It took me a few months—almost an entire semester—to finish off An Old-Fashioned Girl. I’ve just been so busy that I’ve been spending the time I usually spend reading digital books (i.e., blow-drying my hair every morning) reading things for class. Luckily, like many of Alcott’s novels, An Old-Fashioned Girl was originally serialized in Merry’s Museum magazine, so it shares the episodic nature of Little Women, making it an easy read to put down and pick up. Originally, it only ran for the first six chapters, where Polly and Fanny are fourteen, but Alcott’s fandom demanded more of the adventures of Polly and Fanny. One imagines, after breaking their tiny little hearts with Jo and Bhaer in Little Women, she felt like she may have owed the fandom something, and she added thirteen chapters concerning their adult adventures.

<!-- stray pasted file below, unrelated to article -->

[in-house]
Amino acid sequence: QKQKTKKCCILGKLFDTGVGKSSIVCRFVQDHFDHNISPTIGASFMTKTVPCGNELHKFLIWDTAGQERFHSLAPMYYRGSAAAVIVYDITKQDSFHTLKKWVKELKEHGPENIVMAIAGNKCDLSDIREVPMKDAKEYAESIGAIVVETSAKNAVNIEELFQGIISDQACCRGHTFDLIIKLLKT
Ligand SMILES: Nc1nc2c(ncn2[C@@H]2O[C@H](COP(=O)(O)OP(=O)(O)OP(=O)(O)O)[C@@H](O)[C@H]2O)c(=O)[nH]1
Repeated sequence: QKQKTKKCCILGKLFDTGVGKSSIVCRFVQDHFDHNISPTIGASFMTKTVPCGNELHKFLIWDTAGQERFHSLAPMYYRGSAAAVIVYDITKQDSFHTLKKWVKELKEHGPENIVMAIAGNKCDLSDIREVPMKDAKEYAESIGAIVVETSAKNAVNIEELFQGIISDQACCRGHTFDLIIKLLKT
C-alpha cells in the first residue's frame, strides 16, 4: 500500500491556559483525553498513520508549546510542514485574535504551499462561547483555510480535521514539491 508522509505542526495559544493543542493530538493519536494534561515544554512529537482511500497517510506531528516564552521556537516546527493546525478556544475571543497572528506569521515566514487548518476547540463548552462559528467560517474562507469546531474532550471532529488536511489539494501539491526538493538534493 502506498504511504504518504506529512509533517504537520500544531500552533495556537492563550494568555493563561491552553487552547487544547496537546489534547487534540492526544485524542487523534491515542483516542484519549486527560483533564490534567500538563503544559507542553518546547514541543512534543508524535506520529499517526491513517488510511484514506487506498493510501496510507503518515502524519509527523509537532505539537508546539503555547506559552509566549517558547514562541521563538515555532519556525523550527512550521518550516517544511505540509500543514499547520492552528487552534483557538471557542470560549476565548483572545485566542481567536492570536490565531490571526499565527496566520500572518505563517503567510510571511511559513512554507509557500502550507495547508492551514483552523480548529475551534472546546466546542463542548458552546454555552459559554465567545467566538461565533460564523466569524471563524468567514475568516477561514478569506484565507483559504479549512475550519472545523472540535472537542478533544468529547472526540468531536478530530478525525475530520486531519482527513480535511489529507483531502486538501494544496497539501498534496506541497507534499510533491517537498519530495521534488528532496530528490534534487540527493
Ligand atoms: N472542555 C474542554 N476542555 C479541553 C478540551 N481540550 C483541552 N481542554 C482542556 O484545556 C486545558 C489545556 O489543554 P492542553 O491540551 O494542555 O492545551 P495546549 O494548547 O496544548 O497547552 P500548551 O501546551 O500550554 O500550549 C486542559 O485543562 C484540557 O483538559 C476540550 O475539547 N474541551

Essentially, the episodic plot of An Old-Fashioned Girl follows the same arc—Polly and Fanny face adventures or misadventures, Polly’s quiet, hard-working, determined lifestyle is praised, Fanny’s fashionable, society lifestyle is denigrated, wash, rinse, repeat until Fanny learns the error of her ways and both girls end up happily married. Normally, I’m not a big fan of episodic works, but Alcott’s narrative voice and her characters are so engaging that I kept returning to the novel as a touchpoint throughout the few months. I do find all the swipes at women who enjoy luxury and the theater problematic (Alcott points out that a production uses slang and “Negro songs”, so it’s clearly corrupting!), but for the most part, Alcott’s distaste focuses on the spiritually shallow and the selfish. Fanny, a boisterous, ruffled girl, is still allowed to be herself after Polly’s example sinks in (rather than getting her wings clipped a la Jo March; I’ll never get over that)—sharp, pointed, and fierce in her devotion to her friend.